Larvicidal Activities of Indigenous Bacillus thuringiensis Isolates and Nematode Symbiotic Bacterial Toxins against the Mosquito Vector, Culex pipiens (Diptera: Culicidae)

Journal Article
, Ahmed, A. M; Hussein, H.; El-Kersh, T. A; Al-Sheikh, Y. A; Ayaad, T. H; El-Sadawy, H; Al-Mekhlafi, F. A; Ibrahim, M. S; Al-Tamimi, J. and Nasr, F. A. . 2017
Publication Work Type: 
Field and Lap work
Publication Abstract: 

Background: The incidence of mosquito-borne diseases and the resistance of mosquitoes to conventional pesticides have recently caused a panic to the authorities in the endemic countries. This study was conducted to identify native larvicidal biopesticides against Culex pipiens for utilization in the battle against mosquito-borne diseases.
Methods: Larvicidal activities of new indigenous Bacillus thuringiensis isolates and crude toxin complexes (TCs) of the two nematode bacterial-symbionts, Photorhabdus luminescens akhurstii (HRM1) and Photorhabdus luminescens akhurstii (HS1) were tested against Culex pipiens. B. thuringiensis isolates were recovered from different environmental samples in Saudi Arabia, and the entomopathogenic nematodes, Heterorhabditis indica (HRM1) and Heterorhabditis sp (HS1) were isolated from Egypt. Larvicidal activities (LC50 and LC95) of the potentially active B. thuringiensis strains or TCs were then evaluated at 24 and 48h post-treatment.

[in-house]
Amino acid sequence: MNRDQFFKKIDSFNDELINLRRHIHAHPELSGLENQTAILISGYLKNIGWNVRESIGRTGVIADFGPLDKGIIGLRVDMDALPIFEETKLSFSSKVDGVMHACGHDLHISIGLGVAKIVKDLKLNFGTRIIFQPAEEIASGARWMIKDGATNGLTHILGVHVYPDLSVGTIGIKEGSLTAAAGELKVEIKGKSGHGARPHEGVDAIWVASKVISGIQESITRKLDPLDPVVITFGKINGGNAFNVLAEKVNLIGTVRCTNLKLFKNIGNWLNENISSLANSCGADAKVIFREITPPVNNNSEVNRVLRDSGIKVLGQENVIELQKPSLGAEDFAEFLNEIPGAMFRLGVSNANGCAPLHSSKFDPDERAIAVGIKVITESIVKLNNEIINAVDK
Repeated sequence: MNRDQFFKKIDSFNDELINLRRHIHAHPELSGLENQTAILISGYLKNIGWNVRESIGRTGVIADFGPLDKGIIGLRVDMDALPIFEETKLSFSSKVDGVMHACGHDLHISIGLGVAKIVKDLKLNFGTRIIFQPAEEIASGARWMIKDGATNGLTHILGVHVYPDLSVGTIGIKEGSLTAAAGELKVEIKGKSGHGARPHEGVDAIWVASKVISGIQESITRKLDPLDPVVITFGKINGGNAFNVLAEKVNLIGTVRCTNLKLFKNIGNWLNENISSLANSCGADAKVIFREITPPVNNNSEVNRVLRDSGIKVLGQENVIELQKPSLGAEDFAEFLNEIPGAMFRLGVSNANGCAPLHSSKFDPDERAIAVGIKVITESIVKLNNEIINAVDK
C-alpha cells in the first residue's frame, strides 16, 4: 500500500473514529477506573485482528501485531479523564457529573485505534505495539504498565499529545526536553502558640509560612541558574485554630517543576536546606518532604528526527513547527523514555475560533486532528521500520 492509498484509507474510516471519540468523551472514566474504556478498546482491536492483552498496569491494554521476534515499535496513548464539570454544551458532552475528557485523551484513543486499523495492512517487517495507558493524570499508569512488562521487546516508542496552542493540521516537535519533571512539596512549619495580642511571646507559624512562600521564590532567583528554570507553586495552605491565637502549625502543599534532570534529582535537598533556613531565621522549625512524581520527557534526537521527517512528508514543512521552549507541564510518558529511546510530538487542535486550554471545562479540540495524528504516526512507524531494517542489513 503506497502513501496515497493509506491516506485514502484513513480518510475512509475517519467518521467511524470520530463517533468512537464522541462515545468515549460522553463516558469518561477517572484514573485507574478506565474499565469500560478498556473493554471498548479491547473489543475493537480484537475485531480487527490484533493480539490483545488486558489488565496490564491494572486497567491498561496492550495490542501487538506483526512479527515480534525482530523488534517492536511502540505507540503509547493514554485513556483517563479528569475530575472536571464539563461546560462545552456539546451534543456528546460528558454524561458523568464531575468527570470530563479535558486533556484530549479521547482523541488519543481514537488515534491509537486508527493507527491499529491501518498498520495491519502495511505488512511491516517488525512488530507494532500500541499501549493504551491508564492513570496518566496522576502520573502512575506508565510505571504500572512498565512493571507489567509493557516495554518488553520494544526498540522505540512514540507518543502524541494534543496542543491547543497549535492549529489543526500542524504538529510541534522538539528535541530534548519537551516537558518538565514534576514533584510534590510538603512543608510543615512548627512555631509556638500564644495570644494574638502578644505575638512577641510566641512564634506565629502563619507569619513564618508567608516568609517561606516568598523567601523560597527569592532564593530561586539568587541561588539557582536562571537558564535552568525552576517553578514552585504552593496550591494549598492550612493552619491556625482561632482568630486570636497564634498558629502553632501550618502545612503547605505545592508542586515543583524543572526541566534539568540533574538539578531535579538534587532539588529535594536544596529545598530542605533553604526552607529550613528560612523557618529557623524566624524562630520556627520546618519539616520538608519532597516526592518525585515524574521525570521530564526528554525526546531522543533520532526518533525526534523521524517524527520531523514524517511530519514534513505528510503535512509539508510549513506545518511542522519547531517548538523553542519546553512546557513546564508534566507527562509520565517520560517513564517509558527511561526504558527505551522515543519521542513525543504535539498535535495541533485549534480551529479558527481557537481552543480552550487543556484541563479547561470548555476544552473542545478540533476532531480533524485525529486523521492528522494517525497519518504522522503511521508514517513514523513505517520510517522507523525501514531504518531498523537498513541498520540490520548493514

Results: Three B. thuringiensis isolates were almost as active as the reference B. thuringiensis israelensis (Bti-H14), and seven isolates were 1.6–5.4 times more toxic than the Bti-H14. On the other hand, the TCs of the bacterial symbionts, HRM1 and HS1, showed promising larvicidal activities. HS1 showed LC50 of 2.54 folds that of HRM1 at 24h post-treatment. Moreover, histopathological examinations of the HS1-treated larvae showed deformations in midgut epithelial cells at 24h post-treatment.
Conclusion: Synergistic activity and molecular characterizations of these potentially active biocontrol agents are currently being investigated. These results may lead to the identification of eco-friend mosquito larvicidal product(s) that could contribute to the battle against mosquito-borne diseases. 

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